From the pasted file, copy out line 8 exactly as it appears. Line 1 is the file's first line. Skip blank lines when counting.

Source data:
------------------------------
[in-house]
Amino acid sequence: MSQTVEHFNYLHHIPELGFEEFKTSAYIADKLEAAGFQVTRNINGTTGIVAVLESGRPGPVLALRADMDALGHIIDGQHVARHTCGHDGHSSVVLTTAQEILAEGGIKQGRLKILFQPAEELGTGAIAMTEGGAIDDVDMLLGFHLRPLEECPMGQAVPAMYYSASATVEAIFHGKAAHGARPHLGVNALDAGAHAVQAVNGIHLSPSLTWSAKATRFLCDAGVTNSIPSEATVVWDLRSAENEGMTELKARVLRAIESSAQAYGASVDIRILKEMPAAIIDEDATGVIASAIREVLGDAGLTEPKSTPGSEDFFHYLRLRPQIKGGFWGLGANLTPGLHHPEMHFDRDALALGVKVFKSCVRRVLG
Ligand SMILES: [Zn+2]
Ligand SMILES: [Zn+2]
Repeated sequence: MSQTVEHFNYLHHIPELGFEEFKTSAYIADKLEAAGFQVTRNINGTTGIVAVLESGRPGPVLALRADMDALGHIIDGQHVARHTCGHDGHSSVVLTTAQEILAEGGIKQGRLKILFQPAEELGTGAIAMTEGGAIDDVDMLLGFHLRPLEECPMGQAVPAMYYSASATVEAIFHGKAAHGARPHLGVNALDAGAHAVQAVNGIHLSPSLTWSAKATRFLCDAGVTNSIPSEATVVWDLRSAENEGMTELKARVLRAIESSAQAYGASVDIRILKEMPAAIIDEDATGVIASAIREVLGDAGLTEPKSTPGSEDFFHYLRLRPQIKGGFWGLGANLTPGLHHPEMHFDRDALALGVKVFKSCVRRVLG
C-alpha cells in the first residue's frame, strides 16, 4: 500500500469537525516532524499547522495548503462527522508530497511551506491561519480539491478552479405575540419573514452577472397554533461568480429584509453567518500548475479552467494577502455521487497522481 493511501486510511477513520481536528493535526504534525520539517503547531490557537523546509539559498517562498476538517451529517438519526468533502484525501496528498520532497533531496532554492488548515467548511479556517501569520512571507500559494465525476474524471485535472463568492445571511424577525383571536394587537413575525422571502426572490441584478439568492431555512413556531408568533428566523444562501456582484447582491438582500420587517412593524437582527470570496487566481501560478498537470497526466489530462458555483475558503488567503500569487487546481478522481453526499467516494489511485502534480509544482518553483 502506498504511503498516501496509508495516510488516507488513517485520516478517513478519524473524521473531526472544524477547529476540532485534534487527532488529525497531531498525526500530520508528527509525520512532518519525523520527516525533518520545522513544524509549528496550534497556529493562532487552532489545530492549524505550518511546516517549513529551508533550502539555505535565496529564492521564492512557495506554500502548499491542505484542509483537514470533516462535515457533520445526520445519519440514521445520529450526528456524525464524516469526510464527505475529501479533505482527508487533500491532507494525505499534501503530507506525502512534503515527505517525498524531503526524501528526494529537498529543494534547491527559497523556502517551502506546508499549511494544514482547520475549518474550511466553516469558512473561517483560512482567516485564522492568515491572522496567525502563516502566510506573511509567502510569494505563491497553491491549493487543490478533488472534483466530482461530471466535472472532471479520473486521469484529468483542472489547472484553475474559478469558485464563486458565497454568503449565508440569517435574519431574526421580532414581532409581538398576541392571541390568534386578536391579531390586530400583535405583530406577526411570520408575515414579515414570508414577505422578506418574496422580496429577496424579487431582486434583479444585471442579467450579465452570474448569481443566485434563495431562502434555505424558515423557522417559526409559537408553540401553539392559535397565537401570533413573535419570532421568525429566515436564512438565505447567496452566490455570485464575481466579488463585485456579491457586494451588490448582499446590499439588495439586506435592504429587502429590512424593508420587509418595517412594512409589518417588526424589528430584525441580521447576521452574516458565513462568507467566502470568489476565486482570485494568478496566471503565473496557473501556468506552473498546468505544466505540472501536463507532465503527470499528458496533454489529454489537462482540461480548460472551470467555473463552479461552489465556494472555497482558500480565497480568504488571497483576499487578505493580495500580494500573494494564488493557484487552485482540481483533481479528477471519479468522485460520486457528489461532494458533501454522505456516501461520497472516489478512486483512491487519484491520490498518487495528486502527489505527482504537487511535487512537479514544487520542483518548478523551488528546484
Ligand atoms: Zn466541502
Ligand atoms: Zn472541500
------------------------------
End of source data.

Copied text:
Ligand atoms: Zn472541500